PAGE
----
Detection of electrical neural activity has been possible for almost a century. Despite the progress in the last century, neural recording technologies remain fundamentally constrained in their scale by the power they are able to dissipate. As channel counts have increased, and electrodes have grown flexible and microscale, connectorization to neural recording circuits has become ever more challenging. All-optical neural recording technologies hold the promise to eliminate these barriers. However, until this point, it has been impossible to quantitatively compare existing electrical recording technology with emerging optical solutions. I introduce a novel figure of merit EQ, which overcomes this challenge, and allows direct and quantitative comparison between arbitrary technologies. I propose a novel neural recording architecture which can achieve a lower EQ than existing electronic methods, consisting of free-floating passive optical voltage sensors. These sensors have no active circuitry and require no stored power, and can be interrogated wirelessly at will. I describe progress towards the realization of these sensors, including their design, fabrication, and characterization, as well as their use for digital communication through highly scattering tissue. Additionally, I show that the same sensors and the same framework can be applied to solve some outstanding problems in these sensors use in microgrid applications for kV-range sensing.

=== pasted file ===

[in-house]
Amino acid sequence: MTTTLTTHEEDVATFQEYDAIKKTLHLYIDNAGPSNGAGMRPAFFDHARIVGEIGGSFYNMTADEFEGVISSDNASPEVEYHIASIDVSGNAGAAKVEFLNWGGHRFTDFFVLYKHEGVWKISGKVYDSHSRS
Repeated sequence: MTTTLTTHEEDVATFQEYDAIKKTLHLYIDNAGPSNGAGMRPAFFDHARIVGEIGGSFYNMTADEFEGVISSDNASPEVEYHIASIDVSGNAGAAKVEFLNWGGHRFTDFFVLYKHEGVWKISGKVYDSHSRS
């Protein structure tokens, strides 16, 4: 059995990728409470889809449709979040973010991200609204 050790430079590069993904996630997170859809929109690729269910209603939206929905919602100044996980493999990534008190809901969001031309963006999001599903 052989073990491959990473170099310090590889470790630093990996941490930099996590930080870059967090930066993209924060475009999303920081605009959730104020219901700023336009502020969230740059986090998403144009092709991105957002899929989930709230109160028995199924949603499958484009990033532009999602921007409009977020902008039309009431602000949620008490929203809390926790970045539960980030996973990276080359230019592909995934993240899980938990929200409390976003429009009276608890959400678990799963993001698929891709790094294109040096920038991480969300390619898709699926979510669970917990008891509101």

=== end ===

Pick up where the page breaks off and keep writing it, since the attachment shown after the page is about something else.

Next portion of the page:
May 1, 2023
Jordan Edmunds EECS Department University of California, Berkeley Technical Report No. UCB/EECS-2023-55 May 1, 2023